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Civil Engineering Magazine THE MAGAZINE OF THE AMERICAN SOCIETY OF CIVIL ENGINEERS

Sidebar 2 Fresh Air and Clean Energy

By D.Y., S.B., and S.C.

As the HGA Design team rethought every aspect of the Minnesota State Capitol, it kept in mind the need to make the 100-plus-year-old structure as energy efficient as possible while still maintaining comfort levels for employees and visitors.

One way the team achieved this was by replacing the building's ventilation systems with 15 air-handling units (AHUs). The AHUs are sized to meet the minimum outside air requirements of ANSI/ASHRAE Standard 62.1-2010 and are provided with economizer controls. Energy efficiency was further enhanced by using custom air handlers with fan-wall technology.

In addition to the economizer control, the units are optimized by demand-controlled ventilation. Duct-mounted carbon dioxide (CO 2 ) sensors in the main return ductwork for each AHU drive open the units' exterior air dampers to introduce more fresh air. Minimal ventilation is used when the building is not highly occupied. Such measures are particularly important in a building with the unique occupant load that a state capitol experiences; periods of high occupancy are separated by long stretches of very low occupancy.

Just as important, the team relocated all the building's fresh-air intakes to the roof. Before the remodel, most of the building's outside air was brought in at ground level, and the original intakes were near parking areas. Not only did this result in poor indoor air quality, but it jeopardized security. The engineering teams, the architects, and the Minnesota Historical Society (MHS) collaborated to find appropriate locations for rooftop intakes and the ductwork to carry the fresh air throughout the building. The new intakes are copper-roofed "doghouses" with louvered walls, and they drastically improve indoor air quality and thermal comfort while reducing the security threat.

The building is also now connected to the extremely efficient District Energy St. Paul for both chilled water and high-temperature hotwater heating. Very little square footage is needed for this system, so little had to be taken away from other building functions. But chilled water from District Energy St. Paul is not available on a year-round basis. So for those spaces requiring constant cooling-such as the telecommunications, electrical, and data rooms-energy efficiency was gained by using a variable refrigerant volume (VRV) system.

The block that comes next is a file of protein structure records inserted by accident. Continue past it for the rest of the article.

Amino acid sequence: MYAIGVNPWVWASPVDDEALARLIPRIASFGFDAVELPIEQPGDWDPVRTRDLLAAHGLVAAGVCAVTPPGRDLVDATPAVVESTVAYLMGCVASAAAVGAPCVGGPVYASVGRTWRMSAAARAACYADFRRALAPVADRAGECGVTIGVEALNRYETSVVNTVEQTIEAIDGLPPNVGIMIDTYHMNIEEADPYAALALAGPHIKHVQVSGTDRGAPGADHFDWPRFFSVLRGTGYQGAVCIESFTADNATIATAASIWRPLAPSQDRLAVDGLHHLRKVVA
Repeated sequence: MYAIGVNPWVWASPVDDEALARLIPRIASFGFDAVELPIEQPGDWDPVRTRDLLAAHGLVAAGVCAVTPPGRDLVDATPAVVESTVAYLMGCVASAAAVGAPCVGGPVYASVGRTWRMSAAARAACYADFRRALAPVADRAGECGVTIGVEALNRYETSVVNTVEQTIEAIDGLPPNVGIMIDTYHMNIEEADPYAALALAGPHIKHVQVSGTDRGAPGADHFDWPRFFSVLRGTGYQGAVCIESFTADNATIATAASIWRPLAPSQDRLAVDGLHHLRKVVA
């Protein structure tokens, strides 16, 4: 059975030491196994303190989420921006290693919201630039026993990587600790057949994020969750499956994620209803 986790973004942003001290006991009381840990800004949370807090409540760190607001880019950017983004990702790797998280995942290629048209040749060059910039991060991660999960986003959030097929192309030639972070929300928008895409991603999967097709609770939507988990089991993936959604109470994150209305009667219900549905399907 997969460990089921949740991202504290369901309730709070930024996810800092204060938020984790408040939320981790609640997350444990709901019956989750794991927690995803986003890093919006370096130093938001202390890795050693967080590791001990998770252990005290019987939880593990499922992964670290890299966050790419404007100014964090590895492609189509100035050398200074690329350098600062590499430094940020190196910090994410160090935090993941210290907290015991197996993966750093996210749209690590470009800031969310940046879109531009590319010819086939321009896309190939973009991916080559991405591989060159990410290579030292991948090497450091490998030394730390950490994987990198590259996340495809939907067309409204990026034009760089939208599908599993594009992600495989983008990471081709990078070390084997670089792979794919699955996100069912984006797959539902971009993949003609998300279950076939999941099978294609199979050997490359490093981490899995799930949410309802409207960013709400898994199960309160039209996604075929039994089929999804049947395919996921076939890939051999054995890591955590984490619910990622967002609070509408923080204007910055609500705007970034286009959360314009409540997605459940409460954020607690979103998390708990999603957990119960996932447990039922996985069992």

Additionally, the building's lighting controls were completely overhauled to meet the demands of a state-of-the-art office building. The capitol was the first public building in Minnesota to be electrified. Electric lighting was a relatively new technology when Cass Gilbert designed the building, and the lighting levels at the time were considerably lower than what is demanded in buildings today.

The challenge to the restoration's lighting designers was to provide flexibility to satisfy the competing demands of the MHS, which wanted the lighting to be close to the historic levels for some tours, and legislators, who needed lighting levels in their chambers to be adjustable. A lighting control system was installed and programmed to provide that flexibility. At the push of a button, one can select from four preset scenarios: historical tour, working level, broadcast (for television shows broadcasting from the building), and janitorial.

Additionally, long-lasting light-emitting diodes (LEDs) were used in 99 percent of the light fixtures. The mechanical systems work in concert with the retrofitted lighting and improved electrical infrastructure to meet the energy-efficiency goals of the project.

-DY, SB, and SC

Civil Engineering, December 2019, © American Society Of Civil Engineers. All Rights Reserved

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